Covid-19: Policy Soft-landing of Corporate Debt Explosion
• As everyone looks at the stock market crash due to Covid-19, the tremors are far greater on the larger economy and particularly on sustainability of corporate debt.
• Persistently falling profits have made a majority of firms incapable of debt servicing with the interest coverage ratios of Indian corporates amongst the lowest when compared to emerging market peers.
• Conjoint revival of investment and consumption demand would be the imperative in preventing an otherwise imminent recession, which might lead to an explosion of corporate debt pile up.
• Focusing on the containment of spiralling corporate debt and resultant impact on economy and livelihoods should be on policy priority list.
There is never a good time for a global pandemic like a Coronavirus outbreak. More so for corporate India, this couldn’t have happened at a worse time! While the bloodbath witnessed on the stock market has garnered attention, the tremors of this pandemic are far ranging on the Indian economy and more so on the sustainability of corporate debt. Already, corporate India has been through a palpable economic slowdown seriously hurting its bottom line.
Profit margins of private domestic non-financial firms fell from an average of 4.2% to 2.5% during the years 2009-13 to 2014-18. The massive debts accumulated before the global financial crisis (GFC) on the back of rapid economic growth only surged higher after the crisis, as companies borrowed heavily to reboot the business and economy.
While the average non-financial corporate debt during pre-GFC (10 years) was 31.4% of GDP, the same has increased to 47.4% during the post-GFC decade. This was even after the companies engaged in a deleveraging exercise post-2009 through massive asset sales. Even though the debt figures look modest when compared to major economies like US (74.4%) and China (153.3%), the composition of this debt along with poor repayment ability of a majority of Indian corporate firms makes the Indian case different.
Given that the corporate bond market is thin and underdeveloped, a majority of firms turn to banks as their primary source of lending. Moreover, lack of credit rating, incomplete knowledge in accessing financial markets and economies of scale enjoyed by bigger firms, make market borrowing for smaller firms impossible; leaving banks as their only source of credit. Close to 45% of the total corporate debt is being financed by banks. The other two major sources of finance are debt instruments (bonds and commercial papers) and foreign currency borrowing in that order. Even though the large borrowers’ share in total loan portfolios was 51.8% as of December 2019, the usual premise that only large firms are responsible for India’s banking and corporate sector stress is not true.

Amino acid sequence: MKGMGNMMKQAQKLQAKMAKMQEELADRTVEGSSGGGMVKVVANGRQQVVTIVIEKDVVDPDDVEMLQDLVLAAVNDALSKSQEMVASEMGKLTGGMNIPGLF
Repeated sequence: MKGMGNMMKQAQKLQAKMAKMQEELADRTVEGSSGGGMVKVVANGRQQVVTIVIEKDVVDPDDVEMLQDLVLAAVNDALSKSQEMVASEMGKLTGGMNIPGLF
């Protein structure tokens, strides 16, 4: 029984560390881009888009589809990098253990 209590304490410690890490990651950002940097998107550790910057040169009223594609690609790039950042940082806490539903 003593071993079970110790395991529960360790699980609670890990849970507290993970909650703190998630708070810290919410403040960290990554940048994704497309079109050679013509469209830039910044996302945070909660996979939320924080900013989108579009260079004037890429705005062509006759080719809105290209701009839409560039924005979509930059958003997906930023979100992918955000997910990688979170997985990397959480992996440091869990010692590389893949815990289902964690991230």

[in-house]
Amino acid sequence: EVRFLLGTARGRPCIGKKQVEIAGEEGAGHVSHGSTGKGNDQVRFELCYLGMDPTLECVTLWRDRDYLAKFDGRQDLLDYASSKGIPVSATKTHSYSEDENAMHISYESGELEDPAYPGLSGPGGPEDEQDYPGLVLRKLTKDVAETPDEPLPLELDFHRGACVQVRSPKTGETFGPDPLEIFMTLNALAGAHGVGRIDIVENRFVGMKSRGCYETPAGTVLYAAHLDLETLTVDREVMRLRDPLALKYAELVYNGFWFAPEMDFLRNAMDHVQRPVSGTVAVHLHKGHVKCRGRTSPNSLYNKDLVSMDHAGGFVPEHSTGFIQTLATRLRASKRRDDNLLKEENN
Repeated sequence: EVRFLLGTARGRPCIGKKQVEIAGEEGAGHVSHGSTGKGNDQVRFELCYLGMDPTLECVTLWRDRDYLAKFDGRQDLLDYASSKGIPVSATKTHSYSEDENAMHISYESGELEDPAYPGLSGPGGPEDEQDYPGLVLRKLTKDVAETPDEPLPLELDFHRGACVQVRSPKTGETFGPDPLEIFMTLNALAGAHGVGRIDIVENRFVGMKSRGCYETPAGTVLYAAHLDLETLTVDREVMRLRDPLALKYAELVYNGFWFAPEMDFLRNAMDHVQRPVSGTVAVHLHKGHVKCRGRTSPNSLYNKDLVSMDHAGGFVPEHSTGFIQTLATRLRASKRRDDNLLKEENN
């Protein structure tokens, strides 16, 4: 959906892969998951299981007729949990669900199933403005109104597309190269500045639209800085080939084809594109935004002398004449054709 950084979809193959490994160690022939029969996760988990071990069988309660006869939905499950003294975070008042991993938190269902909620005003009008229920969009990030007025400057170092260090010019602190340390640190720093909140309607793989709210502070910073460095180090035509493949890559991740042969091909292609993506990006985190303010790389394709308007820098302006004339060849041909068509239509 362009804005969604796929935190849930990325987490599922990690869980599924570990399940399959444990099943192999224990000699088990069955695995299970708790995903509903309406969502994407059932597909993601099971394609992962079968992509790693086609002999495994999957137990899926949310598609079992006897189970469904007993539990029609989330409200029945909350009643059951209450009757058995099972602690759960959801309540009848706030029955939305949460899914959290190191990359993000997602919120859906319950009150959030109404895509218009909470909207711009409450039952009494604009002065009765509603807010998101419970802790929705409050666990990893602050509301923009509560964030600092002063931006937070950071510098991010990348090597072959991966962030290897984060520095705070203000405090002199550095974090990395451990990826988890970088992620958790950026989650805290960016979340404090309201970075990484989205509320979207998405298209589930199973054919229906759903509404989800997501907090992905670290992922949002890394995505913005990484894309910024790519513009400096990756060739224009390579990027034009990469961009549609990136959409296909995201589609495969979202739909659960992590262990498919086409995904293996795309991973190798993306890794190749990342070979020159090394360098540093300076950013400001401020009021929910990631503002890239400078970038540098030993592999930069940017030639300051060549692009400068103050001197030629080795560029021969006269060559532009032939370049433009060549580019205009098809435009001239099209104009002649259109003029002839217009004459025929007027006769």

Persistently falling profits have made a majority of firms incapable of debt servicing with the interest coverage ratios of Indian corporates amongst the lowest when compared to emerging market peers. This points to either low EBITDA margins or high interest expenses. In either case, the corporates find themselves unable to cover the interest expense, let alone the principal. The effect has been more pronounced among the smaller firms. Amidst falling investments, dwindling export growth and subdued consumption, which were already weighing down heavily on various industries with the automotive industry amongst the worst hit, the outbreak of the Coronavirus pandemic has heightened the debt-default risk further. The economy should brace itself in the near-term for both supply as well as demand shocks bringing down the output considerably and choking off future revenue streams of the firms and thereby drying up their cash flows.